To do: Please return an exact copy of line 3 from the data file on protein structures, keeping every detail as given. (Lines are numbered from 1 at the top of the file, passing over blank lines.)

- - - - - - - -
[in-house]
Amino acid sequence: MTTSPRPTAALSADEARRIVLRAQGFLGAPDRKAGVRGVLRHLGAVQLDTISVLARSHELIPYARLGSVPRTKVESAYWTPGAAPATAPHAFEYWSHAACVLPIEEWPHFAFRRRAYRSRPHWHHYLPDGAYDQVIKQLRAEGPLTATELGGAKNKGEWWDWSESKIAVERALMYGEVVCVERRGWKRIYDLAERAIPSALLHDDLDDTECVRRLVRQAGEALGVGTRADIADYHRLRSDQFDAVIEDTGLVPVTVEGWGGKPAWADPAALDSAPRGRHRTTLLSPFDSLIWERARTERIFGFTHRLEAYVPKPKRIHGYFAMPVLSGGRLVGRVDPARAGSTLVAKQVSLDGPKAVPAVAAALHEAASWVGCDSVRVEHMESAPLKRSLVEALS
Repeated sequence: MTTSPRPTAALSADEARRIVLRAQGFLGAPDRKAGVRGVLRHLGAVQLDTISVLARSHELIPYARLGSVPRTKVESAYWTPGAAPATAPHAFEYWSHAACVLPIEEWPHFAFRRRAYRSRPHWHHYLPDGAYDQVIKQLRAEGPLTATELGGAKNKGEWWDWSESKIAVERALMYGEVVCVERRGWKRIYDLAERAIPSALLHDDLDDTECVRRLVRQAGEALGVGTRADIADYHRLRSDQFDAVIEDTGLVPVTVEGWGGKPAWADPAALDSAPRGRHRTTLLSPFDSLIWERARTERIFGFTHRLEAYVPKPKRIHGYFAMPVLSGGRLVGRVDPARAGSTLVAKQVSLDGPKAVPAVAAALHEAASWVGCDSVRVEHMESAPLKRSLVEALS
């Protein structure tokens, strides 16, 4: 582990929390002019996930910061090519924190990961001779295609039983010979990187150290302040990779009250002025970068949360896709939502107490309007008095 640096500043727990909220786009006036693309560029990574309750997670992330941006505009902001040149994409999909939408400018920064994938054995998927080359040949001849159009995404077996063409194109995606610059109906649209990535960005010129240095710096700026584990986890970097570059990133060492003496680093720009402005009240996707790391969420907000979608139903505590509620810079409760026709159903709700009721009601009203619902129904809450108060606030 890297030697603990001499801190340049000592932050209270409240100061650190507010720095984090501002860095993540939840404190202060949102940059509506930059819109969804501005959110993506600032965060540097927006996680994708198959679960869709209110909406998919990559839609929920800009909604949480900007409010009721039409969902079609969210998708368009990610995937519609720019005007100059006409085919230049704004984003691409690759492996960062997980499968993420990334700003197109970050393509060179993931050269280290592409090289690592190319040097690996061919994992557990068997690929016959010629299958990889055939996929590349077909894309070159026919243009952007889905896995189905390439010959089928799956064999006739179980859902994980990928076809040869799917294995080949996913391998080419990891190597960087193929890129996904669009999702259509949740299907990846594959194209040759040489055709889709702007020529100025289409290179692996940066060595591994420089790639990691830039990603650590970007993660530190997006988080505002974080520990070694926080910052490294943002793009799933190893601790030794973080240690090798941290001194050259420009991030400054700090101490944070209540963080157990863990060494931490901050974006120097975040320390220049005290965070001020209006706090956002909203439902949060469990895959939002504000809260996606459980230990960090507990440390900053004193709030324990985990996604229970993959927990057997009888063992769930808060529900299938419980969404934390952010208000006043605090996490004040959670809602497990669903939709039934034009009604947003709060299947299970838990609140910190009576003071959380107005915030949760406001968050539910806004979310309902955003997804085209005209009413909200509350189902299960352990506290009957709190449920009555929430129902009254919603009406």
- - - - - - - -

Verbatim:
Repeated sequence: MTTSPRPTAALSADEARRIVLRAQGFLGAPDRKAGVRGVLRHLGAVQLDTISVLARSHELIPYARLGSVPRTKVESAYWTPGAAPATAPHAFEYWSHAACVLPIEEWPHFAFRRRAYRSRPHWHHYLPDGAYDQVIKQLRAEGPLTATELGGAKNKGEWWDWSESKIAVERALMYGEVVCVERRGWKRIYDLAERAIPSALLHDDLDDTECVRRLVRQAGEALGVGTRADIADYHRLRSDQFDAVIEDTGLVPVTVEGWGGKPAWADPAALDSAPRGRHRTTLLSPFDSLIWERARTERIFGFTHRLEAYVPKPKRIHGYFAMPVLSGGRLVGRVDPARAGSTLVAKQVSLDGPKAVPAVAAALHEAASWVGCDSVRVEHMESAPLKRSLVEALS